Three Reasons to Set and Follow a Behavioral Plan
What is the ideal mix of daily and weekly activities – the mix that best supports our income goals? We should know. If we have a personalized daily “recipe” for daily and weekly progress toward key activity benchmarks, also known as cookbook or a behavioral plan, we can identify exactly how many dials we need to make, how many conversations we need to have, how many referrals we need to ask for, and so on… every single working day.
Here are three reasons why it’s important to closely analyze our own performance history, set up such a behavioral plan, follow it, and track its results over time.
- A behavioral plan gives us a victory to celebrate every day. If we only keep score when we sell something, the next could be months down the road, depending on our sales cycle. That’s a long time to wait for a win. Sometimes we will compensate for this by celebrating a presentation that “went well” – but all too often that turns out to be a false positive. On the other hand, if we complete our behavioral plan for the day, that’s a victory, regardless of whether a deal happened to close that day or not. We are mathematically closer to bringing about the outcome we want. That’s a win!
- A behavioral plan keeps us on track. We’re making steady, incremental progress each day. We’re not stressing ourselves out and reducing our effectiveness by bunching all the business development activities into the last few days of the month.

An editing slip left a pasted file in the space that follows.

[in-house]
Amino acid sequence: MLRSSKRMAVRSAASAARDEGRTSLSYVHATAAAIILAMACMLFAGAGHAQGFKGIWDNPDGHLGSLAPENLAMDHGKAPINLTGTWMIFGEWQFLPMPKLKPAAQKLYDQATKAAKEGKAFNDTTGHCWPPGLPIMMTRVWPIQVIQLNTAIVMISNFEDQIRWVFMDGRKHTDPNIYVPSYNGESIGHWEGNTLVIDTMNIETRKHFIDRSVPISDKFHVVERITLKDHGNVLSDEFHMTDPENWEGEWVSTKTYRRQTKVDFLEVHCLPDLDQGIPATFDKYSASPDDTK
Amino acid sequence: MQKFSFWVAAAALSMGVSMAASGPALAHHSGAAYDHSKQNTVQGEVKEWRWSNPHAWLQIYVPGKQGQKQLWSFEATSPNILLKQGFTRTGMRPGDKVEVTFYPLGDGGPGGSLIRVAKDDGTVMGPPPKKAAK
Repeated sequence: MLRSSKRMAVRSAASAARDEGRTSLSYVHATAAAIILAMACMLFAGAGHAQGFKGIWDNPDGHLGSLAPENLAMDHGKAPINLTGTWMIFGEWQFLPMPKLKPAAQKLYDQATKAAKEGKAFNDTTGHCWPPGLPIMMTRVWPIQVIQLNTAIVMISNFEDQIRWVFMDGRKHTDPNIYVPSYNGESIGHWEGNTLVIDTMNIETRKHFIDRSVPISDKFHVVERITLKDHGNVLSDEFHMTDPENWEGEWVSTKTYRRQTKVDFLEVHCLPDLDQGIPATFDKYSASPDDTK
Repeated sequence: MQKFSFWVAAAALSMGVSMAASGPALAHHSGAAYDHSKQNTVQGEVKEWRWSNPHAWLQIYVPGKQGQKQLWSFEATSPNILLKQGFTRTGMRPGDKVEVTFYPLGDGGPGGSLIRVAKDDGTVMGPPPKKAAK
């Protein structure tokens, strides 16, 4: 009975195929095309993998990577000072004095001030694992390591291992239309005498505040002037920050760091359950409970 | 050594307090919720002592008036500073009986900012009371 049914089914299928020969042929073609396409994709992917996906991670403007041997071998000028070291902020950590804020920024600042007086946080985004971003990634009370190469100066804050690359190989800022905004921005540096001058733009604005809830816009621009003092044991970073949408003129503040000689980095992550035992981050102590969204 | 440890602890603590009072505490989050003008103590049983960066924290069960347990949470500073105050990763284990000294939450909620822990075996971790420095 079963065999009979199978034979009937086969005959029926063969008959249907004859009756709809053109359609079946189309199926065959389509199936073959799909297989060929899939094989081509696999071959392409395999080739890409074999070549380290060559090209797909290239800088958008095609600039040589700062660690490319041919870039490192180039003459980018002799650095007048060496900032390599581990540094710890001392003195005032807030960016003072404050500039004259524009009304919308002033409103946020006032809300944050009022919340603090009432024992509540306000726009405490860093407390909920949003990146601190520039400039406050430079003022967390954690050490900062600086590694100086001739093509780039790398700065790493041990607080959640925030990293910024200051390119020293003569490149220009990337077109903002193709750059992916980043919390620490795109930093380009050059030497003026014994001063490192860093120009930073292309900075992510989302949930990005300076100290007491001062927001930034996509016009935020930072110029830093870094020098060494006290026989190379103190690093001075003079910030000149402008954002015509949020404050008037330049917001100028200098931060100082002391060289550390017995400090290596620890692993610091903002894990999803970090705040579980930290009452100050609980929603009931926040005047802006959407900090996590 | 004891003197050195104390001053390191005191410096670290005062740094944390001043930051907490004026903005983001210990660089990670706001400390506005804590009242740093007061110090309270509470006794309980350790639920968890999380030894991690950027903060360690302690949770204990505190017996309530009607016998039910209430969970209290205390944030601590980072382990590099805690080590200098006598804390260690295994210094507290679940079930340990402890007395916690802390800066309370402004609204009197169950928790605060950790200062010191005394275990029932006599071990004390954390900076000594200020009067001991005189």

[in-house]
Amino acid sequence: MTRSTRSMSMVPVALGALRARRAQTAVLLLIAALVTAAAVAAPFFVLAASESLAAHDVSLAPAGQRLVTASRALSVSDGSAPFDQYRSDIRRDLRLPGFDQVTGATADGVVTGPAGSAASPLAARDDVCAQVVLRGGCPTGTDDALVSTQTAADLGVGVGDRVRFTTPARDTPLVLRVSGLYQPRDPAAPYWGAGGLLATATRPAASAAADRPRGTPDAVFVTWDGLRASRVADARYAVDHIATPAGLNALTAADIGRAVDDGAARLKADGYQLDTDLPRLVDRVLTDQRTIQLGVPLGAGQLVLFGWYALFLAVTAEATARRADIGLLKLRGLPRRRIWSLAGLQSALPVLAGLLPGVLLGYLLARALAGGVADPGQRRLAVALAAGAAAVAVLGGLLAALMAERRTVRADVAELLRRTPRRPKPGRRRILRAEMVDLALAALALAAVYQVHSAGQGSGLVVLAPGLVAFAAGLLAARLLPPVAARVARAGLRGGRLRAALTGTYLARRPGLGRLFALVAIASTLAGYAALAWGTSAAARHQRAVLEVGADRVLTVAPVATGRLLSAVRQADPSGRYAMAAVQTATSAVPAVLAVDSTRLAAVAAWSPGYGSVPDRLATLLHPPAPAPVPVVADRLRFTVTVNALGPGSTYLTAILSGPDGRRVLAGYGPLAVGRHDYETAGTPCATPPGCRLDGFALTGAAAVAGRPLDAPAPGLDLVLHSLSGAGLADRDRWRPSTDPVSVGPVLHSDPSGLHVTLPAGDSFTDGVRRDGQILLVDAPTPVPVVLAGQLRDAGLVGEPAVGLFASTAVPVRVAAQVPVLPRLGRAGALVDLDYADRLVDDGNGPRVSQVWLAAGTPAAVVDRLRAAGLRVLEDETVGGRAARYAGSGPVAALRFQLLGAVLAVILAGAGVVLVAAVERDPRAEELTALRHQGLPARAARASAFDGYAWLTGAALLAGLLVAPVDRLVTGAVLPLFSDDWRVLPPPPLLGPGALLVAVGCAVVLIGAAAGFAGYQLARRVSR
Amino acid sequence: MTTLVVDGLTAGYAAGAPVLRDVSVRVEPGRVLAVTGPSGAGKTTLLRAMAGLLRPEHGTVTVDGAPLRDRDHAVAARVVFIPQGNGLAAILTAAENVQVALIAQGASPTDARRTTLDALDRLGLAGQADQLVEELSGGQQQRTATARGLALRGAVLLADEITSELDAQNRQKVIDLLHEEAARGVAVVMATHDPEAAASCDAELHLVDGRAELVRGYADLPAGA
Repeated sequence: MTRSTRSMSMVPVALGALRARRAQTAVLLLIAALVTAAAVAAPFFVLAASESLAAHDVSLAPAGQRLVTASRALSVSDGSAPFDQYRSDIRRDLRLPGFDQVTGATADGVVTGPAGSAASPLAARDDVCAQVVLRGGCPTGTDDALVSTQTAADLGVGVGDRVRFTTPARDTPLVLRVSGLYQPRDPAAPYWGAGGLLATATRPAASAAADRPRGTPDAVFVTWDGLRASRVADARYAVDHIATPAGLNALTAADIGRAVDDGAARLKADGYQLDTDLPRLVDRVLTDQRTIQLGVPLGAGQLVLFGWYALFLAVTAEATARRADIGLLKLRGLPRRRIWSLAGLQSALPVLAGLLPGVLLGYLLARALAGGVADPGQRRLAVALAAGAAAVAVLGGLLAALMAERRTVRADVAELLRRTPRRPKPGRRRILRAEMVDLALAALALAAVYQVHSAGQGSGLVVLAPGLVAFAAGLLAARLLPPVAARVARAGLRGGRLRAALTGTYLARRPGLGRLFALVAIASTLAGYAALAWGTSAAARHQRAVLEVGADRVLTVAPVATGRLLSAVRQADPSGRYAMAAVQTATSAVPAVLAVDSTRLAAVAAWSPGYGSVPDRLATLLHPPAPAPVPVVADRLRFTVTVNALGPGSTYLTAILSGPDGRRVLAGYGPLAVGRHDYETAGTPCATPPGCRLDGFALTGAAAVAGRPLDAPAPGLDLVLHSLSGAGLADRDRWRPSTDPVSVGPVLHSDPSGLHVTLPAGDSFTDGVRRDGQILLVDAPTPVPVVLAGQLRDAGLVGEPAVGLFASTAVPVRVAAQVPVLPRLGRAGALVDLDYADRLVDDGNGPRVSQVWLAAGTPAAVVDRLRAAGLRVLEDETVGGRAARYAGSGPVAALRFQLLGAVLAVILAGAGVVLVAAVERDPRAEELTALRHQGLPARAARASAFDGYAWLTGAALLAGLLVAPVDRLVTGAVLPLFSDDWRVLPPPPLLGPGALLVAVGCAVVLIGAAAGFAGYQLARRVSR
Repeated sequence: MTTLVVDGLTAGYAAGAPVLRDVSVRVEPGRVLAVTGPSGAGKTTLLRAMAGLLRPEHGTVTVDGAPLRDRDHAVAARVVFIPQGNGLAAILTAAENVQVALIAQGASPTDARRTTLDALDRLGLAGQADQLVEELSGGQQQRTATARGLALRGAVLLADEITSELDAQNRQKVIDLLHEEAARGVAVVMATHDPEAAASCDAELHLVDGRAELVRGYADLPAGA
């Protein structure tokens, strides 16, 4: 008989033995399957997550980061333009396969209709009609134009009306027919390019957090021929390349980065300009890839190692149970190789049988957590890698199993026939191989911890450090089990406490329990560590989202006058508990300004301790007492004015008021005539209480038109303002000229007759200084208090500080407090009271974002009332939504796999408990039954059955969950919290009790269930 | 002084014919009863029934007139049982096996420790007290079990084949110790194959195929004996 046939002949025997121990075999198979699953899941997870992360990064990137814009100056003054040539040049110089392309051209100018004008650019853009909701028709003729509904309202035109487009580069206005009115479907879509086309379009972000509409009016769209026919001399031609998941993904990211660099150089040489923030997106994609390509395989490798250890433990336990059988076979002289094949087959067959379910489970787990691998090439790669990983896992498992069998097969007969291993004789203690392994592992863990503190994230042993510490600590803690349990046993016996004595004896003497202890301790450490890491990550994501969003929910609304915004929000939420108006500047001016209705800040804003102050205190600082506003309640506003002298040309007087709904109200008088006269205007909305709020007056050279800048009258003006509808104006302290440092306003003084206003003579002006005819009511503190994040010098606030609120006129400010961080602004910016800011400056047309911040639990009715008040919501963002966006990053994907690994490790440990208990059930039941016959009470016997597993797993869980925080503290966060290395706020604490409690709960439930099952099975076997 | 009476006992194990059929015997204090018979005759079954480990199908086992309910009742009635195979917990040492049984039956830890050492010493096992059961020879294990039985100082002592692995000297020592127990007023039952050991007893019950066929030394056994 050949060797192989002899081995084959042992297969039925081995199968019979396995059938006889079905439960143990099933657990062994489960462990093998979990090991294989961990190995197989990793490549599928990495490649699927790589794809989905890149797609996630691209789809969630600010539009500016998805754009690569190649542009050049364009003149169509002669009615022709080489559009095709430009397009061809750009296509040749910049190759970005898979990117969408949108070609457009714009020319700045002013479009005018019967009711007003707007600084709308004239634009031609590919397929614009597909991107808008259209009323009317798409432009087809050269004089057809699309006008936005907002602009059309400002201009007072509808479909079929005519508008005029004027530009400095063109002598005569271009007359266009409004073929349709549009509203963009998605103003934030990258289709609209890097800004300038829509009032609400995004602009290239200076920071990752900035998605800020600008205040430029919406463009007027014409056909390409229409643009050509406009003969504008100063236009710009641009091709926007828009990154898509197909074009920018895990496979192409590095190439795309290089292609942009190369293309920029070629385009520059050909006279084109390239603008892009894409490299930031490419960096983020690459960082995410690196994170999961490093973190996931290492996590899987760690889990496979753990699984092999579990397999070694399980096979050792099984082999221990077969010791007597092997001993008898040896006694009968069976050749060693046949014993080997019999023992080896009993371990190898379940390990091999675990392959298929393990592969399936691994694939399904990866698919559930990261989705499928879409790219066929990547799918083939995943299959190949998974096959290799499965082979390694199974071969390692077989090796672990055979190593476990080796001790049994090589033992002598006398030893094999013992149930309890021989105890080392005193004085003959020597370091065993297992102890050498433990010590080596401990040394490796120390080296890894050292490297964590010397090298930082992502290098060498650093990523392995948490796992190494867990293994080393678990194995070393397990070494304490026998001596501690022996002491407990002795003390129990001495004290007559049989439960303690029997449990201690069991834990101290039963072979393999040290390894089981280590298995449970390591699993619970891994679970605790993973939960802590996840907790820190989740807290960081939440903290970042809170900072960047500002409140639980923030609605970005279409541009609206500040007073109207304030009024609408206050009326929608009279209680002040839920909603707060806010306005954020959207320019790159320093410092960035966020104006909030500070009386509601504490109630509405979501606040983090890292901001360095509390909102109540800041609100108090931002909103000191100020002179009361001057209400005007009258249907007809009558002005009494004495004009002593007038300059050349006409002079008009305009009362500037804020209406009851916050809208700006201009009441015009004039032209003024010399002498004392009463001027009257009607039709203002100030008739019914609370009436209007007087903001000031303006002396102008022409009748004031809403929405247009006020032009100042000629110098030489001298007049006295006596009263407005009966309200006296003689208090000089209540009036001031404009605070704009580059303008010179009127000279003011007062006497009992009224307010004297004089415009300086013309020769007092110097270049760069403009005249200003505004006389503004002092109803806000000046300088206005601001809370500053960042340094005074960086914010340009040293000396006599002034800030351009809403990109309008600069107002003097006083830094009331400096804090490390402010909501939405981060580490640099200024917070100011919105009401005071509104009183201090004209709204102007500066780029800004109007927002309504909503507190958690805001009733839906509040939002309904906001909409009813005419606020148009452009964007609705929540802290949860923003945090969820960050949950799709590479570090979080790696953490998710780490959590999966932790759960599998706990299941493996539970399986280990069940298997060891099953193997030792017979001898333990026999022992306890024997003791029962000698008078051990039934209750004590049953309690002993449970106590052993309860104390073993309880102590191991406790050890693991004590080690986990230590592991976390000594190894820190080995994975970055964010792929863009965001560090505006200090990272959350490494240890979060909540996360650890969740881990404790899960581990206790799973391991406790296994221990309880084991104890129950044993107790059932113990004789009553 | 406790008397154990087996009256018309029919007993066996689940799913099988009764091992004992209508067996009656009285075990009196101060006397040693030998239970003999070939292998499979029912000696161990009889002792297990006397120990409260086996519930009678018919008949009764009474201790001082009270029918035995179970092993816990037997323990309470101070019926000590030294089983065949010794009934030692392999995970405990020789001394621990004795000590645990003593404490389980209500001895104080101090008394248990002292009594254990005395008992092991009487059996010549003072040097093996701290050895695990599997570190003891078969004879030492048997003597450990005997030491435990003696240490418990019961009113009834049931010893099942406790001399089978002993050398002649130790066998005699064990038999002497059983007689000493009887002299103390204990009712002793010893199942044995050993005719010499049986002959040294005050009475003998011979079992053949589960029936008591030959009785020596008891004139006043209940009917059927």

- A behavioral plan gives us a tool we can use to course-correct if we need to. If our behaviors are not producing the outcomes that we want, we’re going to pick up on that when we track our own numbers. We can then make adjustments in a very specific way. We can decide for ourselves, based on our own data, what specific daily and weekly activities will need to change, and by how much, to deliver the results we want. That’s a lot more meaningful than simply telling ourselves “I need to close more deals.”
You may have heard the old saying, “You can’t manage what you can’t measure.” It’s widely attributed to Peter Drucker, but it appears to go back to well before his time. Whoever came up with it, the idea worth considering closely. If we don’t measure the activities that generate income for us, the leading indicators of success, we can’t effectively manage them. Too many salespeople make the mistake of measuring only the outcome of their behaviors, the lagging indicator: the closed sale. As a result, they miss out on the opportunity to measure, and manage, all the steps that take place before that sale closes. The personalized behavioral plan, or cookbook, is the answer to that problem.